With Mike Johnston’s teacher evaluation bill headed towards a vote later today, the heightened rhetoric has now eclipsed the likely impact. For while I wholeheartedly support this bill, I also think the fevered opinion has given it a prominence that overshadows its relative ability to produce significant change.
With the rising antagonism between supporters and opponents, both sides went for the jugular: CEA publicly attacking Commissioner Dwight Jones and flexing its substantial lobbying muscle, while supporters enlisted the cumulative wisdom of the past 36 years of Colorado governors as well as district superintendents from Mapleton, Harrison, Denver and Aurora. In order to pass/block the bill, both sides must argue to its greatest possible impact. The end result is to inflate SB 191 to an elevated importance that no single proposal could possibly merit.
For if the bill passes (without too much change), it is both unlikely to be either a panacea leading to better educational outcomes for students, or the sudden arrival of nuclear winter for teachers. In truth, SB 10-191 is only one part of the institutional changes we need concerning teachers in public education, and in my view is probably of lesser importance than some related areas. If this is the only evolutionary step we make for education reform, we are unlikely to crawl out of our current muck and rise to our feet.
To improve the quality of teaching, we need three primary changes (and a lot of secondary ones): First, find a way to move bad teachers out of the classroom. Second, retain the outstanding teachers who voluntarily leave the profession. And third, widen the pool of potential hires so that we can recruit the best possible candidates into the classroom. Now don’t misunderstand, there are a lot of other tasks — many of these district-related policies that prevent current teachers from being able to do their best work (I have long believed that we have better teachers than we have teaching, due to various impediments). But at a macro level, we need to address these three issues first.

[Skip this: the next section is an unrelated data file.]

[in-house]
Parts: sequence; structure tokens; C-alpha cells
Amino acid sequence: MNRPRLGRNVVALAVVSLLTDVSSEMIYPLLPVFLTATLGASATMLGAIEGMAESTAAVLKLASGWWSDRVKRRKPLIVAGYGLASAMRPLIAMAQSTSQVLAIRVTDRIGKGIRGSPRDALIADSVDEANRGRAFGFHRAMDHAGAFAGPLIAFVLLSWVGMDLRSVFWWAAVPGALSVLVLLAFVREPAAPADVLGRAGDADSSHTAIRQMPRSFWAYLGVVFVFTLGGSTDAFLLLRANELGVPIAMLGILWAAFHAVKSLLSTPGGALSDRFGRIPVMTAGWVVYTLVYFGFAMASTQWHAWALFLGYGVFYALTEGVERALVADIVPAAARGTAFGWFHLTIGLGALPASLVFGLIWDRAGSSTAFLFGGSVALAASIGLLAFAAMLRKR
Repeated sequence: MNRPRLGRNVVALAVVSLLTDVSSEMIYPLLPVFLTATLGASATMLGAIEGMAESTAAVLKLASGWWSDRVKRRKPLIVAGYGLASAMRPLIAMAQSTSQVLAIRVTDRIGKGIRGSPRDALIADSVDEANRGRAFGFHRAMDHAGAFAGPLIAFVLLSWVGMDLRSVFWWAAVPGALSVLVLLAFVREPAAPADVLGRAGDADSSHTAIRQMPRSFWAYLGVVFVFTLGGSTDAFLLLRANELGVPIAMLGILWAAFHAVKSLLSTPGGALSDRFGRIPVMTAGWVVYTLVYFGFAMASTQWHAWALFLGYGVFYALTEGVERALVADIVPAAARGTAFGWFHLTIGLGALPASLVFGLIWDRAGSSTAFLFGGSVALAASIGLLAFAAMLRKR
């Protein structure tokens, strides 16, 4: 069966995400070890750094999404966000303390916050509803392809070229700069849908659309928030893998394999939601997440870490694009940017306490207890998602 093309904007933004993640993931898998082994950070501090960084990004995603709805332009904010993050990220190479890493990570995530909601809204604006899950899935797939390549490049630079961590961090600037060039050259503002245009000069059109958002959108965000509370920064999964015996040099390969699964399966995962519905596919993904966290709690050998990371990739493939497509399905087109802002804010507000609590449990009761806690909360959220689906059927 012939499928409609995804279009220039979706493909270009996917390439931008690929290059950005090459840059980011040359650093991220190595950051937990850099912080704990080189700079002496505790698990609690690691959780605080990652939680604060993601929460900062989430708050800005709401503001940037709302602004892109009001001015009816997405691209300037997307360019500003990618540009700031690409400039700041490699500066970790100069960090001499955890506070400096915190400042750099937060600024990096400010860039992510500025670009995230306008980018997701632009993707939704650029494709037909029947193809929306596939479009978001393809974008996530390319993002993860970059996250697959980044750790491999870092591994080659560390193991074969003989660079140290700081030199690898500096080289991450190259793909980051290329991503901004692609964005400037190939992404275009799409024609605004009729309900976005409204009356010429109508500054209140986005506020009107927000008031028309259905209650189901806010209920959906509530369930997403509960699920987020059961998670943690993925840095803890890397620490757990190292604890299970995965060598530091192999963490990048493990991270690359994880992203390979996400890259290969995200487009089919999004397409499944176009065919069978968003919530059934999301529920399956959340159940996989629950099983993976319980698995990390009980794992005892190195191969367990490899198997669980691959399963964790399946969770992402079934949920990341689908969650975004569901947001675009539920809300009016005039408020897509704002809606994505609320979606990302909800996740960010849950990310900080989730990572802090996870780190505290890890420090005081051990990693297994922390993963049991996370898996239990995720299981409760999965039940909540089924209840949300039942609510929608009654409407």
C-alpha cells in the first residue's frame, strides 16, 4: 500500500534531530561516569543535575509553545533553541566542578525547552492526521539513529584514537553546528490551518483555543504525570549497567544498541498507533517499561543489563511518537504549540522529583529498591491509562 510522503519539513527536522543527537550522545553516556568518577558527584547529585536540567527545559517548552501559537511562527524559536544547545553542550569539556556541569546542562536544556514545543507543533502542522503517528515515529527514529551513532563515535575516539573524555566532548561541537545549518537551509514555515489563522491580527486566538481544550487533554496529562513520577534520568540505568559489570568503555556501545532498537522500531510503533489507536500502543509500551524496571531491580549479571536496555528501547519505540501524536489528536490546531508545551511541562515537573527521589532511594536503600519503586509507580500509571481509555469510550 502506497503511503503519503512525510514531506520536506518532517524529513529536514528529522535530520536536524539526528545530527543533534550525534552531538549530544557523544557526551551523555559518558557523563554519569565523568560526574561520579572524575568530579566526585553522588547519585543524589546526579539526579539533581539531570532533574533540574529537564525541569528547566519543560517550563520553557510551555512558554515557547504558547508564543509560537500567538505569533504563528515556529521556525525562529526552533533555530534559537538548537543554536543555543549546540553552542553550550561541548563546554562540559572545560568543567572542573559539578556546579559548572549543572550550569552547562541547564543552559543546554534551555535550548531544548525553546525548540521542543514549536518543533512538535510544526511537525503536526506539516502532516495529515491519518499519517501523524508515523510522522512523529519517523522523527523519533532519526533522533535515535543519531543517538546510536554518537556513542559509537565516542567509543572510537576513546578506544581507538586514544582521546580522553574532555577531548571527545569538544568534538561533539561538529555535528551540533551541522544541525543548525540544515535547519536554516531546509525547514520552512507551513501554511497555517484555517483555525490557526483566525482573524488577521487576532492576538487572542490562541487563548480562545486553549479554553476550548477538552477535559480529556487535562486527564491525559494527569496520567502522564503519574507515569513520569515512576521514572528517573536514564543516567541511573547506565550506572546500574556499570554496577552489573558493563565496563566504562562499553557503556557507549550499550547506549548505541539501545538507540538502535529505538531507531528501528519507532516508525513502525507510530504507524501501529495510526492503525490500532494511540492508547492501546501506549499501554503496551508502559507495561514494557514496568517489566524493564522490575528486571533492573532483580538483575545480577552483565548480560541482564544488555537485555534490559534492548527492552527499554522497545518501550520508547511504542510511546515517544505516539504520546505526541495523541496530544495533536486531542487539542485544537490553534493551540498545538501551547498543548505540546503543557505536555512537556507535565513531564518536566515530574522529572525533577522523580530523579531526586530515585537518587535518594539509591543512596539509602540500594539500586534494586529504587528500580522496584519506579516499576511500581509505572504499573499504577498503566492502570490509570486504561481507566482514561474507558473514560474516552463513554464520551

Even rough numbers should help us gauge relative importance. Colorado hires between 6,500 and 7,000 new teachers annually. Of these, roughly 50 percent do not progress beyond their 5th year. In contrast, the number of teachers who are likely to be “evaluated” out of the classroom is far smaller than the number of either better candidates that we might attract, or retaining the best teachers who leave. For without the ability to replace bad teachers with better ones, evaluating teachers out of the classroom will accomplish virtually nothing. While SB 191 may be a substantial change to the teaching profession, by itself it is unlikely to have significant change on educational outcomes for students.
SB 10-191 — laudable and important as it is — only directly tackles the problem of removing bad teachers (although it might help marginally with retention). Now we all know there are teachers who should not be teaching, but in comparison to recruitment and retention, I think these numbers are fairly small. My guess is that even if this bill is applied as aggressively as possible, the percentage of teachers affected will be in the small single digits. The impact of SB 10-191, by itself, is unlikely to move the needle of student achievement across the State.
What else should we do? I’d posit two approaches.